How Remote Voting in Congress Has Become a Useful Perk

How Remote Voting in Congress Has Become a Useful Perk

Perhaps no one has benefited more from the arrangement than Speaker Nancy Pelosi, who recently informed lawmakers that proxy voting would be in effect for the remainder of the summer. It has allowed Ms. Pelosi, whose majority is so slim that she can afford to lose no more than four Democrats if every member is present and voting, to all but ensure that absences alone do not cost her pivotal support.

Rank-and-file lawmakers have also taken full advantage. The day before the border junket, Representative Ron Kind, a politically endangered Wisconsin Democrat, used proxy voting so that he could instead accompany President Biden on a visit through his home state.

In February, a dozen Republicans including Matt Gaetz of Florida and Devin Nunes of California were criticized for doing the same to attend the annual Conservative Political Action Conference in Florida — after many of them had excoriated Democrats for their use of proxy voting. Around the same time, several Democrats used proxies to cast votes to attend protests in Minneapolis around the murder trial of Derek Chauvin.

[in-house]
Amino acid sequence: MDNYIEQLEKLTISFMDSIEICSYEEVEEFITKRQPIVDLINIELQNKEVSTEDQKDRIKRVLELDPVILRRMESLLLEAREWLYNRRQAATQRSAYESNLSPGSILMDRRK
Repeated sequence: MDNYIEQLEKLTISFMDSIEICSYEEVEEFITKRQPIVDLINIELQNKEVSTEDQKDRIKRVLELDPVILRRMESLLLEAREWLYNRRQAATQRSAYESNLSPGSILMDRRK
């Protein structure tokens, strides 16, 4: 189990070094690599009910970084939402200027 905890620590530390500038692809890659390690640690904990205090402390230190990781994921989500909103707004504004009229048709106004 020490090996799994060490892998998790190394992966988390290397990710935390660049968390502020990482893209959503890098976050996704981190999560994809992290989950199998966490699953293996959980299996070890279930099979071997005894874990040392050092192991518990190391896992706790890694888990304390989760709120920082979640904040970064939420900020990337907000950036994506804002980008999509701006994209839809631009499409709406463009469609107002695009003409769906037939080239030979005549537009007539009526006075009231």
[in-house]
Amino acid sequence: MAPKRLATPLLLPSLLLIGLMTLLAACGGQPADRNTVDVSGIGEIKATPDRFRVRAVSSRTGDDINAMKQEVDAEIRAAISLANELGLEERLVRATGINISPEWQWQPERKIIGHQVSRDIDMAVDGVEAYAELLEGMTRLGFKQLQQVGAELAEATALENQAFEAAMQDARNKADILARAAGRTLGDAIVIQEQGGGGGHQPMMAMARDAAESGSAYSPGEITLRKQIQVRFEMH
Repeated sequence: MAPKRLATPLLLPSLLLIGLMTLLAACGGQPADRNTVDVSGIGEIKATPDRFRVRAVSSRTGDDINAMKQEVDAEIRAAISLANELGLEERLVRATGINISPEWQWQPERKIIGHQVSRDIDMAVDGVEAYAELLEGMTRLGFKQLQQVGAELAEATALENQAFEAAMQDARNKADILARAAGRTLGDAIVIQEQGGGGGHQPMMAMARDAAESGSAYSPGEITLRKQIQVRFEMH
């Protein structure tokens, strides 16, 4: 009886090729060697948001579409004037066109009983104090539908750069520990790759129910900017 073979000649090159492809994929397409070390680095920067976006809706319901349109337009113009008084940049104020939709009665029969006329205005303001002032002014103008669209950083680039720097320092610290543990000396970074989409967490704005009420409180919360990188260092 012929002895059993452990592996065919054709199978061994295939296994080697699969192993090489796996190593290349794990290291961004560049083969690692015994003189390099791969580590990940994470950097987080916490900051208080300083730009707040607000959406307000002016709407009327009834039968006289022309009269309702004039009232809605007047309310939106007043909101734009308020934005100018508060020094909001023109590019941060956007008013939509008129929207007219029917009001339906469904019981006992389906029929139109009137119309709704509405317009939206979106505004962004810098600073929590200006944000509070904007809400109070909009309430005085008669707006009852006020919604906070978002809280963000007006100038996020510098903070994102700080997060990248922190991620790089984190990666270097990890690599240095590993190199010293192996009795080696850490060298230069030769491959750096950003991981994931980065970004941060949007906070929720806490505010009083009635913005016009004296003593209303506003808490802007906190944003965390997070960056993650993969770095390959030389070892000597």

And data suggests that lawmakers regularly use the system to extend their weekends back home. According to outside experts who compiled and analyzed data on proxy voting in the House, its use often ticks up on days lawmakers are scheduled to fly in and out of town. The House returns on Monday after a two-week break; on its final day in session before the recess began, 39 members used proxies instead of showing up in person to vote.

“People using it are lying,” said Representative Mike Gallagher, Republican of Wisconsin, heaping criticism on leaders in both parties for doing little to police abuses. Congress itself, he asserted, is paying the price.

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